Stumbling

“I don’t care what I buy!”

stumbling purchase

Analogy: TVski-R-Uski

Mr Soap is looking to buy a new TV. And being nobody’s fool he is determined this purchasing decision will be 100% correct. After all, there are no flies on Charlie Soap.

So what entails a 100% whiz-bang purchasing decision? One thing – information!

First, Charlie will write a detailed brief for himself of the TV model he would ideally like to ferment in front of. This brief no-doubt includes a list of features he desires. To do this Charlie will need to research the market place: read up on technical data and study in-depth reviews from such well-read publications as Coach Potato Today. Being cute, Charlie also realises the financial strength of the manufacturer is also crucial. After all, he needs reassurance the company is going to be around to supply spare parts should his new found love blow a thingamejig at any time in the future.

Obsessed, Charlie carefully studies every TV manufacturer on planet Earth. After two years of tireless research he finally decides the Side-Winder high resolution T60 is the set for him. Now Charlie needs to determine where to buy it from – this is trickier. With his slowly developing stress related heart condition, Charlie contacts every TV retailer known to mankind. An online feed is downloaded to cope with those darned fluctuating exchange rates. And finally, after fifteen years of detailed research, Charlie is ready to make that ‘no mug’ purchase. TVski-R-Uski, three miles outside Moscow sells Charlie the perfect deal.

Frantically opening the box, Charlie suddenly realises the power supplies don’t match. After releasing a pathetic whimper, he ingeniously adapts the TV to emulate a rather attractive (if somewhat obscure) stain resistant coffee table – and begins his search all over again.

Next door, Mrs Viewing is also looking to buy a new TV. She is also no mug and will not purposely make a shoddy purchasing decision. But hitting a new low-point in her life at the sudden and brutal realisation that she can’t watch her favourite depressing news items without this box (and aware of the non-compromising width of a life-span) she decides to pick up a new TV on her way home from work from Easy Parking TVs.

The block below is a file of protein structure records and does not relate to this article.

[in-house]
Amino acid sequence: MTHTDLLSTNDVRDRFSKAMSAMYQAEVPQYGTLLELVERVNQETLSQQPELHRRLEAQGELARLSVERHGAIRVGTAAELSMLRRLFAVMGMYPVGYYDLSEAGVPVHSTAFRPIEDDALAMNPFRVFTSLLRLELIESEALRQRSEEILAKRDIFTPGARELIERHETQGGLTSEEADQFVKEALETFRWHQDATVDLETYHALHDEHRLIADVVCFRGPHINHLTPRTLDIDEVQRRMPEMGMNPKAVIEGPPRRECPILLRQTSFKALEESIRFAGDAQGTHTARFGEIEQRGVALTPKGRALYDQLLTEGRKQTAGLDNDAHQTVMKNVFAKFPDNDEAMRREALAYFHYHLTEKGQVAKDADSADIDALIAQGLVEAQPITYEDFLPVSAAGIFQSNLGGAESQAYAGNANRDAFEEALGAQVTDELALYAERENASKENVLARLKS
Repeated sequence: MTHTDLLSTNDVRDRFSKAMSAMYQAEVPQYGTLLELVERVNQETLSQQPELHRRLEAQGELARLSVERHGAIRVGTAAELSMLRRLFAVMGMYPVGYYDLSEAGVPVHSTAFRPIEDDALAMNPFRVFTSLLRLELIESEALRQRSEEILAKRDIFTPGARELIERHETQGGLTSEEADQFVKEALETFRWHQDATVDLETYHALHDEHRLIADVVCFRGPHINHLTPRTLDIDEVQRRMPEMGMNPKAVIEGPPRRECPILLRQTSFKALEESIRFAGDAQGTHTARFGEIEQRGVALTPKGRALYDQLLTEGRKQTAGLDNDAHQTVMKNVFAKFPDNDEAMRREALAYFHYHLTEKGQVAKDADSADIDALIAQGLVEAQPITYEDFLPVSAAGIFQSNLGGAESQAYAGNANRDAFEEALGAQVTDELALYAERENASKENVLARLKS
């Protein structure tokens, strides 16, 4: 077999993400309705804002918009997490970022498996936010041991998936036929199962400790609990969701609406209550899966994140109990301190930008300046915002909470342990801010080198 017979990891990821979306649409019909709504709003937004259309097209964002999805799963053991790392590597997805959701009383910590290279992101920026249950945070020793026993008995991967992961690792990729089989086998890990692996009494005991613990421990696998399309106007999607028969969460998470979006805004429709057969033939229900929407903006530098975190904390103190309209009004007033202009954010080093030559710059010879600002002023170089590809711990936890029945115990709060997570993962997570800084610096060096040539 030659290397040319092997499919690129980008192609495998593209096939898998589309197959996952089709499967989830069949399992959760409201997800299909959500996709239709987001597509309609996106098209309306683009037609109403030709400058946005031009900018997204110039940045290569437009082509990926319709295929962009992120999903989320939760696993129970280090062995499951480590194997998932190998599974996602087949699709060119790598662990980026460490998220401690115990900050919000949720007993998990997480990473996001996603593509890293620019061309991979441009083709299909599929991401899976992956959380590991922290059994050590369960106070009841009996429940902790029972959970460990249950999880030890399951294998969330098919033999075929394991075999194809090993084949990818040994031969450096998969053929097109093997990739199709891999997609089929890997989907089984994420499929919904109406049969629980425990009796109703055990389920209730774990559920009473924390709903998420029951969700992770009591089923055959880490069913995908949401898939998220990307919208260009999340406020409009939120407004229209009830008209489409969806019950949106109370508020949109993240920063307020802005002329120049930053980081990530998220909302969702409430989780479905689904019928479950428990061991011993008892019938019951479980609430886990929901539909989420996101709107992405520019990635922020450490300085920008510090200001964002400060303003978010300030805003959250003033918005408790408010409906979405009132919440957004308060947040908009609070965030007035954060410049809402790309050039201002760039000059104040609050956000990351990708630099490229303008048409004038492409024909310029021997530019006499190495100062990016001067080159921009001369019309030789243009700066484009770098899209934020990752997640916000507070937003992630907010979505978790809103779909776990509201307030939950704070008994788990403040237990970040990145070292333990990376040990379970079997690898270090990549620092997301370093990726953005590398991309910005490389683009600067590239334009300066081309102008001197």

Conclusion

Let’s make an intelligent and fairly save assumption for a moment; all purchases are made using incomplete information. In other words – we stumble purchase. Whether we just happen to see that advertisement on the television, or that crooked hand of fate causes us to drive past the well situated mobile phone shop to see that special finance offer splashed on the shop window, you, me, everyone buy things on chance. Call it random theory or whatever.

You enter a convenience store and buy a newspaper, you see a bar of chocolate and a pack of chewing gum. You buy the newspaper and the chewing gum, then you leave. There is no sale on the chocolate: IT’S THAT SIMPLE!

You’re looking to buy a new house. Walking down the road you wander into an estate agent and scan through the property on the board. The sales person is good, he approaches, skilfully qualifies you, chats a bit, then closes. You’re on their list. They send you properties to look at. You buy. Around the corner is another estate agent advertising the home of your dreams: a place where a long life of unforgettable fond memories is just waiting to be realised – and at a better price. Why didn’t you buy the property of your dreams? Because initially you wandered or ‘stumbled’ into the wrong estate agent –and you did that because it was on your bus route – no sale on the dream home: IT’S THAT SIMPLE!

Understand this: purchases (your sales) are done on your customers’ terms and a fundamental condition of those terms is stumbling. We as buyers have no other choice. Life is too chaotic, time is too limited, selective perception too strong – to do anything but ‘stumble’.

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